• Whether you had your seatbelt on

In cases in which a motorist is charged with a DUI while seated in a parked car, the prosecutor and defense attorney will often argue about whether the defendant was in actual physical control of the vehicle or was instead simply trying to sleep it off after using drugs or alcohol.

Determining actual physical control requires a case-by-case, factual analysis. An experienced DUI defense attorney may be able to get your DUI charges dismissed by arguing that you were using your vehicle as a temporary shelter or “safe harbor.”

What are the Penalties for a Marijuana DUI?

The penalties for DUIs involving marijuana are the same as the penalties for alcohol-related DUI convictions, except that in most cases you will not be required to install an ignition interlock device in your vehicle.

A first-time Marijuana DUI is a misdemeanor carrying the following penalties:

  • Minimum 10 days in jail with 24 hours mandatory and the remaining nine days suspended on completion of an alcohol and drug assessment and classes
  • Minimum fines and assessment totaling about $1,600
  • Substance abuse screening and any recommended treatment
  • Community service may be ordered
  • Probation
  • 90-day suspension of your driver’s license
  • 8 Points on your Arizona MVD record
  • Traffic Survival School

If you are convicted of a second DUI involving marijuana, or alcohol, within seven years, it is a misdemeanor carrying the following potential penalties:

  • Mandatory minimum of 90 days in jail with 60 suspended on completion of a substance abuse screening and classes
  • Fines and assessments totaling approximately $3,600
  • Substance abuse screening and any recommended treatment
  • At least 30 hours of community service
  • Probation
  • 12-month suspension of your driver’s license
  • 8 Points on your Arizona MVD record
  • Traffic Survival School

If you are convicted of a third DUI involving marijuana, or alcohol, within seven years, it is a felony aggravated DUI. This is a felony DUI carrying the following penalties:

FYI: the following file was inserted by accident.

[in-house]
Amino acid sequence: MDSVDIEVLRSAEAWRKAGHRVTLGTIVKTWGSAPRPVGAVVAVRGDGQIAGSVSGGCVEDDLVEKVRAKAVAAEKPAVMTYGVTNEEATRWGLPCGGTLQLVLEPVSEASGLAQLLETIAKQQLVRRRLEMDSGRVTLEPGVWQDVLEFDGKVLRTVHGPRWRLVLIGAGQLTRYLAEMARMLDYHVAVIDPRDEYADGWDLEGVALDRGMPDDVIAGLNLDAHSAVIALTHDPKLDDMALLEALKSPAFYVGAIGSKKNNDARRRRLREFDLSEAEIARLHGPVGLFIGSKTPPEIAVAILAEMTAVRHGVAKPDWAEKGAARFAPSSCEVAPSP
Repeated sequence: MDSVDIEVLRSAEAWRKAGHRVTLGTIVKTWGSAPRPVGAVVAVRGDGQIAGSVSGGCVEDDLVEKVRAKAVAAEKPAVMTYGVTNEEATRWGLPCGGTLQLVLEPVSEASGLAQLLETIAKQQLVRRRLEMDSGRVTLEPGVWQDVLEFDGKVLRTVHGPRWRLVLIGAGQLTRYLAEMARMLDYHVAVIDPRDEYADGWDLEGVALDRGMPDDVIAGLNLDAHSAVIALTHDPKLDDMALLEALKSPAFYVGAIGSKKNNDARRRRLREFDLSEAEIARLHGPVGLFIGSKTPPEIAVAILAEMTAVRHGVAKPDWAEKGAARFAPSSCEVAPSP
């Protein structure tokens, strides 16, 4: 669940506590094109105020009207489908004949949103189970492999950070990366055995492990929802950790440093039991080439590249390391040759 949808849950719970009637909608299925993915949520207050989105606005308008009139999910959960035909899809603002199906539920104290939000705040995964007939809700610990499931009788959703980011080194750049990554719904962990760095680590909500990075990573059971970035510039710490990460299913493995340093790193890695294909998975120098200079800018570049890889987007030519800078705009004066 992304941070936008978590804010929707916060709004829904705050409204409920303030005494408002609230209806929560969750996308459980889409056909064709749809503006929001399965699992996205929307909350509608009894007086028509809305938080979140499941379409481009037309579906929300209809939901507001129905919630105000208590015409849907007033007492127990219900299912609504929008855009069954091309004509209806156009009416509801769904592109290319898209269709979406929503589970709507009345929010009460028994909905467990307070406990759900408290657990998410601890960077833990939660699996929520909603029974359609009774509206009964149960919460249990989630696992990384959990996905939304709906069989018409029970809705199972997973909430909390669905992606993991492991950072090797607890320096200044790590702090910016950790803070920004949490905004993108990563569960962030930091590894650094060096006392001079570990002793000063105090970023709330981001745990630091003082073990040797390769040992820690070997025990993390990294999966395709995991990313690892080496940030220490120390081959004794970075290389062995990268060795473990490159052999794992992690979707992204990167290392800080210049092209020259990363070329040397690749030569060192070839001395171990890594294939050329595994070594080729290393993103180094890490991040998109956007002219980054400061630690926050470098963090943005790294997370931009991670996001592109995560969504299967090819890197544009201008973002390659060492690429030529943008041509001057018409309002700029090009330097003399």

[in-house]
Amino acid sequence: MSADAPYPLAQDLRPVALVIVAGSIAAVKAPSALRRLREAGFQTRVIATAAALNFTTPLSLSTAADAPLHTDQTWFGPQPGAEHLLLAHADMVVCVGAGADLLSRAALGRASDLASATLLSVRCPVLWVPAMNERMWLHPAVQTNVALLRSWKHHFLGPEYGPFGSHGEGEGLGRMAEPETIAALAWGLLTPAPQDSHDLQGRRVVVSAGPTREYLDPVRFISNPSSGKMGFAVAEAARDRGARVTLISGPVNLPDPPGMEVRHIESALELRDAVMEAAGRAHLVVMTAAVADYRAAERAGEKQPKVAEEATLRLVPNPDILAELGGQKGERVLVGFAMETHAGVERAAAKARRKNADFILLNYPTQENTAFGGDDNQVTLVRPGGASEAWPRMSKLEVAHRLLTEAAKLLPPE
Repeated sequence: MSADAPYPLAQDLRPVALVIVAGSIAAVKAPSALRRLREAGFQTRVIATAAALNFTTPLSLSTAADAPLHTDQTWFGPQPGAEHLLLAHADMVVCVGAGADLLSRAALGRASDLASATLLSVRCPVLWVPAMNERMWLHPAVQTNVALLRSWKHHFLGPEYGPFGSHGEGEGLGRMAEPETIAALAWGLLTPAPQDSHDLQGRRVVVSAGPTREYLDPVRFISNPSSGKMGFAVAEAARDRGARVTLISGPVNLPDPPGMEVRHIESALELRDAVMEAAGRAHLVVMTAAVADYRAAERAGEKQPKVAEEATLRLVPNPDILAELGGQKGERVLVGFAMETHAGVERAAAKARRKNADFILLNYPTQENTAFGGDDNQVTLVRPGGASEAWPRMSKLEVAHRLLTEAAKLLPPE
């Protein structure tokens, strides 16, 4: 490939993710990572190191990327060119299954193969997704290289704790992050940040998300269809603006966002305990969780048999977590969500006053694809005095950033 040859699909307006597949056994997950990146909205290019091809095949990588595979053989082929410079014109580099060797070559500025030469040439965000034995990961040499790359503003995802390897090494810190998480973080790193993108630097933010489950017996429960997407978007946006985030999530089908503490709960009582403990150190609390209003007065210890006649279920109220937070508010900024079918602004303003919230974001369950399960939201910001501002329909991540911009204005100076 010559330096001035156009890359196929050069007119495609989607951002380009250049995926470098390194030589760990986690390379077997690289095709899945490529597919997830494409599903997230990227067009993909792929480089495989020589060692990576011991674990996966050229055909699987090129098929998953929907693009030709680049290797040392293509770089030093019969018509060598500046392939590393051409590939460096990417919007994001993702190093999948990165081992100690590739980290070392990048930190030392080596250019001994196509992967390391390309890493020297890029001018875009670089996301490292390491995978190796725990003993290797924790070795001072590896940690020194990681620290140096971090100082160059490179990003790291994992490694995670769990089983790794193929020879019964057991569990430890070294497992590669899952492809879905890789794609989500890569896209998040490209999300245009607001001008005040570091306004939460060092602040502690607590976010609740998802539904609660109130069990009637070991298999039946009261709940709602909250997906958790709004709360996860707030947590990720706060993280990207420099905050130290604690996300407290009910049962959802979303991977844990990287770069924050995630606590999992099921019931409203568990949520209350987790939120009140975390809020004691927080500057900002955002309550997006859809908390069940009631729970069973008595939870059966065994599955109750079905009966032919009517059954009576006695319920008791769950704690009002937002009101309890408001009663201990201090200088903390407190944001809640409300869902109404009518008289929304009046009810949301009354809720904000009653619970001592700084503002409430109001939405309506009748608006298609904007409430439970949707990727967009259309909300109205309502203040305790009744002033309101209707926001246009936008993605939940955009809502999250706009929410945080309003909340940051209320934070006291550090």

• Mandatory minimum four months in prison
  • Fine of at least $4,000
  • Substance abuse screening and completion of any recommended treatment
  • Probation/parole
  • Three-year revocation of your driver’s license
  • 8 Points on your Arizona MVD record
  • Traffic Survival School

Defenses to Marijuana DUI in Arizona Charges

If you are charged with a marijuana-related DUI in Arizona, it is still possible to defend against your charges, especially in light of the change in Arizona law due to the passage of Proposition 207 in November 2020. Your defense lawyer at Colburn Hintze Maletta will carefully review the evidence and reports to identify any problems the state might have with its case against you.

Some of the potential defenses that might be raised include the following:

  • No reasonable suspicion for your stop
  • No probable cause to arrest you
  • Lack of Miranda warnings before an interrogation
  • Chain of custody problems with your blood sample
  • Lab testing errors
  • Problems with how the drug recognition officer administered the tests
  • Lack of impairment due to marijuana tolerance

Before an officer can stop your car, he or she must have a reasonable suspicion that you have violated the traffic laws or have committed a crime.

An officer cannot arbitrarily pull you over based on a hunch. If the officer did not have a good reason to stop you, your attorney can file a motion to challenge the stop.

If this type of motion is successful, all of the evidence subsequently gathered would be suppressed, likely forcing the prosecution to dismiss your case.

Police officers must also develop probable cause before they can arrest you. If the officer did not have sufficient evidence to support a finding of probable cause, your attorney could file a motion. If the court grants the motion, any statements or evidence gathered after your arrest may be suppressed, including your blood test results.

Blood tests are not infallible. Your attorney will review how your blood was drawn, stored, transported, and tested to see if there were any errors. If there is a chain of custody problem, your blood test results may be deemed to be inadmissible as evidence against you.

Finally, police officers must read you your Miranda rights before interrogating you in custody. If the officers subjected you to a custodial interrogation after failing to Mirandize you, any statements you subsequently made may be inadmissible.

If you are a frequent marijuana user, you may have built up a level of tolerance to certain amounts of THC, which can be used to argue a lack of impairment.

This defense can be used in conjunction with the argument that there is no consensus among the scientific community regarding a per se level of impairment based on the amount of THC found in a person’s blood.

Other defenses might also be available. Your attorney will discuss the defenses you might raise against your charges.

Speak to our Marijuana DUI Lawyers and get Immediate Help

If you are facing a marijuana DUI charge, you should get legal help from the experienced DUI attorneys at Colburn Hintze Maletta.

All of our attorneys are extremely well-versed in the latest Arizona Laws regarding Marijuana and have successfully defended numerous clients. Our ultimate goal is to get your case completely dismissed, and we have the tools and know-how to do so!